The American arcade industry is dying.

Sure, there are still some signs of life in the huge, multifaceted family entertainment centers like Dave & Busters, and your local mini-golf course or bowling alley might have a few antiquated games, but the conventional wisdom today maintains that the real action in American gaming can be found inside the home.

But what if I told you there was an arcade revolution going on right under your nose? What if I told you manufacturers were putting out svelte, flatscreen machines with dozens of games, flashing LED exteriors and 3-D graphics? What if I told you the top manufacturer of these machines currently has 250,000 units on the market, rivaling the imprint of mega-selling classics like Pac-Man and Donkey Kong in their heyday, and brings in over a billion dollars a year?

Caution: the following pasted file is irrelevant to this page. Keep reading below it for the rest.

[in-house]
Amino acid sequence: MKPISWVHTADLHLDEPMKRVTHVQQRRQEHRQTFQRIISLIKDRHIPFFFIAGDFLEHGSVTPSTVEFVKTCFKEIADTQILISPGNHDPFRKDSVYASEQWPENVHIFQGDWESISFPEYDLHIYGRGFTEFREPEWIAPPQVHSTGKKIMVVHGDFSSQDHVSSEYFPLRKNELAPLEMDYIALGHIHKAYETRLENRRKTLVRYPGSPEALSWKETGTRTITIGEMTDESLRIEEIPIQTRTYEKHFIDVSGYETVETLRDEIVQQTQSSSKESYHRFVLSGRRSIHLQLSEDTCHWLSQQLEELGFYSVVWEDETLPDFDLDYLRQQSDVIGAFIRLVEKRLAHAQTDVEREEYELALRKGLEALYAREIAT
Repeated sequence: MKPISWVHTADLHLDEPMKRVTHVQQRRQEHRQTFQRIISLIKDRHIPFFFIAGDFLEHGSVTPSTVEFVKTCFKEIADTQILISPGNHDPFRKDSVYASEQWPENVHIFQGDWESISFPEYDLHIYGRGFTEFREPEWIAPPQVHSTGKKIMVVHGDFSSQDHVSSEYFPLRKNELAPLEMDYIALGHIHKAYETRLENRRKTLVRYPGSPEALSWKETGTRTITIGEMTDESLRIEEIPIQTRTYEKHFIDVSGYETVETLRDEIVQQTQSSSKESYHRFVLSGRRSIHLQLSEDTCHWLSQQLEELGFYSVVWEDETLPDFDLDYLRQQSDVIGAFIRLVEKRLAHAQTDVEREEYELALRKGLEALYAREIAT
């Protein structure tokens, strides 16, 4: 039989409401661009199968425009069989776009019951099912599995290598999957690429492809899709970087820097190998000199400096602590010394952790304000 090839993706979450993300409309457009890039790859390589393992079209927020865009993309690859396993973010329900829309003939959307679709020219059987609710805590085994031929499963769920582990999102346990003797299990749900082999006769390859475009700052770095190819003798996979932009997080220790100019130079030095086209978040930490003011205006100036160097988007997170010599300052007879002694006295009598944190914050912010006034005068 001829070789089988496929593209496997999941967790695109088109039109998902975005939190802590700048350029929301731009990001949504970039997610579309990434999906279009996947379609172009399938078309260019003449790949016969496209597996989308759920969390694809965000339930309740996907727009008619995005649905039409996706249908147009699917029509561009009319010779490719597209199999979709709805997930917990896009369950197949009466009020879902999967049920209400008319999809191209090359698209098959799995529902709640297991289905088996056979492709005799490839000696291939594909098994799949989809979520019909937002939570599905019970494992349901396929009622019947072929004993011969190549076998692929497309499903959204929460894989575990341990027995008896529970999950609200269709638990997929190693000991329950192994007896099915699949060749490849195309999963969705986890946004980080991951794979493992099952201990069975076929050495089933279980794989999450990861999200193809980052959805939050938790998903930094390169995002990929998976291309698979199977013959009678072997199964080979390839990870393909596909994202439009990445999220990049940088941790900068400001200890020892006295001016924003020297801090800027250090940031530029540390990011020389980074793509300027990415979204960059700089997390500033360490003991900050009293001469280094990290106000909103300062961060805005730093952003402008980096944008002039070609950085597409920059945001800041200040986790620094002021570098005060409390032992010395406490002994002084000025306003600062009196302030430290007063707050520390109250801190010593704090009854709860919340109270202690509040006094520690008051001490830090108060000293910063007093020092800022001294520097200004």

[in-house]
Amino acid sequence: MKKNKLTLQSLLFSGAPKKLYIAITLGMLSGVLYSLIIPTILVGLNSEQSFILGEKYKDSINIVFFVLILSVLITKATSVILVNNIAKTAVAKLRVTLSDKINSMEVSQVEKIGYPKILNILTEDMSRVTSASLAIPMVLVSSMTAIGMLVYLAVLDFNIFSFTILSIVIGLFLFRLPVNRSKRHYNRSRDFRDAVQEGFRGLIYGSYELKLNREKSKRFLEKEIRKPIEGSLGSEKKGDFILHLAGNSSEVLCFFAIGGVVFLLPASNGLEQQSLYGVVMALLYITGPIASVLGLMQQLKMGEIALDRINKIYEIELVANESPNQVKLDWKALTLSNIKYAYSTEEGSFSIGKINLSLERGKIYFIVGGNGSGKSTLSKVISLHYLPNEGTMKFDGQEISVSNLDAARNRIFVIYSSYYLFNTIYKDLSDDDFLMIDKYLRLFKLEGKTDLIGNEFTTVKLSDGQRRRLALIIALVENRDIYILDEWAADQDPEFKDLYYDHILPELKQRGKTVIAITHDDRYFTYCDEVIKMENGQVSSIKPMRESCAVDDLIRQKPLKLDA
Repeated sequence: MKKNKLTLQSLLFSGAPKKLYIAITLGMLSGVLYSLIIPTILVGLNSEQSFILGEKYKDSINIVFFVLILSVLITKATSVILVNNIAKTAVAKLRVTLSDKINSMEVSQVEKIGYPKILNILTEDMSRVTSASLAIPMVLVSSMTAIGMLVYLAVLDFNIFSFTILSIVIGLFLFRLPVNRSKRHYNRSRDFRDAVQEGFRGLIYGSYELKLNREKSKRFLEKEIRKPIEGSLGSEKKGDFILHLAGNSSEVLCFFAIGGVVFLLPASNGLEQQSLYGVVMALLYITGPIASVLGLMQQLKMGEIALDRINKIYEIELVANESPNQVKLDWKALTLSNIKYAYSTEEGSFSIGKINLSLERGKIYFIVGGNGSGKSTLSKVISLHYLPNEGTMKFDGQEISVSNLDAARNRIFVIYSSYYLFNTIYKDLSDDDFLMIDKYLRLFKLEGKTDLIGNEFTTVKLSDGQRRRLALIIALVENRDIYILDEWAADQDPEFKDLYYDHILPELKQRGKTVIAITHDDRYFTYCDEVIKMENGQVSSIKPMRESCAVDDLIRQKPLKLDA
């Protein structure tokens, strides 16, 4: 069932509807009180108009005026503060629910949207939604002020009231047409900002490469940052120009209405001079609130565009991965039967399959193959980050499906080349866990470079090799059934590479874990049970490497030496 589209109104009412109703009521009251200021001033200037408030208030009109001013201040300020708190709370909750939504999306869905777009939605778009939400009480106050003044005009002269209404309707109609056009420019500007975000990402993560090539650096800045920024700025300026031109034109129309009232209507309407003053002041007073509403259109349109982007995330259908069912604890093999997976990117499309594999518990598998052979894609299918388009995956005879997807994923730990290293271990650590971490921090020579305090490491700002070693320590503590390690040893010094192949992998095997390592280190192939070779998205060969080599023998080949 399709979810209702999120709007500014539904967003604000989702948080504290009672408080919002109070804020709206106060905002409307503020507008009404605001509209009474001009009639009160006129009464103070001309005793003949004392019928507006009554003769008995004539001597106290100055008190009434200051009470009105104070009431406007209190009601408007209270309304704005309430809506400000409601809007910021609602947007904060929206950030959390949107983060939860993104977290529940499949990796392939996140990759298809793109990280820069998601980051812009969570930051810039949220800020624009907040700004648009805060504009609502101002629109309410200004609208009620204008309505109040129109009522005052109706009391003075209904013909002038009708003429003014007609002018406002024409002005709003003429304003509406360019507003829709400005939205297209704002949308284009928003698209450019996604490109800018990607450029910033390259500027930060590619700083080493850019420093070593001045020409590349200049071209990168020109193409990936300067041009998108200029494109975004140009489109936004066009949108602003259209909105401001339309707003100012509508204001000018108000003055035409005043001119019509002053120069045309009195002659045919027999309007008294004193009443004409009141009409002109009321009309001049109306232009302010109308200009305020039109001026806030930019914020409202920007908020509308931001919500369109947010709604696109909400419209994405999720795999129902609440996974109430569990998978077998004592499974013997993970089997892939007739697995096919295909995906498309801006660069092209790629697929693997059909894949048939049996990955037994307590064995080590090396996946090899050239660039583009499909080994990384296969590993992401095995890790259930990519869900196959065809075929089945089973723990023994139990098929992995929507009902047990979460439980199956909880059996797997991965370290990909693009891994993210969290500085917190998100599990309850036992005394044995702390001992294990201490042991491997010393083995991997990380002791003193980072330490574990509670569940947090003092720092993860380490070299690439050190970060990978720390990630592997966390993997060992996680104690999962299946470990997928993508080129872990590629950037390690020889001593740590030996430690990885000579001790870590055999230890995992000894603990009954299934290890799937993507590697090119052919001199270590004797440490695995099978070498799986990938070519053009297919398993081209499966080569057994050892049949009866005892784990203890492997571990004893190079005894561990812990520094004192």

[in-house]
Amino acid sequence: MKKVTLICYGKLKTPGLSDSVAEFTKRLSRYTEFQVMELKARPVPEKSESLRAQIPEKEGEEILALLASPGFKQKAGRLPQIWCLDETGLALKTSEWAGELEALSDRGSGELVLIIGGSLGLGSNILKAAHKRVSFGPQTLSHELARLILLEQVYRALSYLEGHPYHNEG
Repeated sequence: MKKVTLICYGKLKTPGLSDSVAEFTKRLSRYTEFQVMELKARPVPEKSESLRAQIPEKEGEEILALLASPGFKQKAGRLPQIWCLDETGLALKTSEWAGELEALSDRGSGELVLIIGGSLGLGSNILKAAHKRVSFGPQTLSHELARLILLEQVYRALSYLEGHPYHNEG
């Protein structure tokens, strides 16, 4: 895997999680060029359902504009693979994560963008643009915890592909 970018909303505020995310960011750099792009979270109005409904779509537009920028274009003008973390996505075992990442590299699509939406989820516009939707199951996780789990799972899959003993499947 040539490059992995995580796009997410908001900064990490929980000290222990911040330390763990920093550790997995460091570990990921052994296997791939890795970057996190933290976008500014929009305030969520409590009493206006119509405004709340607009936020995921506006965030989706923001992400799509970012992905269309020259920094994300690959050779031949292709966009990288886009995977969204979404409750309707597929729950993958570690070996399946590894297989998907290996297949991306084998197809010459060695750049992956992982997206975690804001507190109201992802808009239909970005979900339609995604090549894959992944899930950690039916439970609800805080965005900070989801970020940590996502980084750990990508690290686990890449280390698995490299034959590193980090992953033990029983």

What if I told you there was probably one in your neighborhood?

The arcade isn’t dying. You just have to change your idea of what an arcade is.

(full article)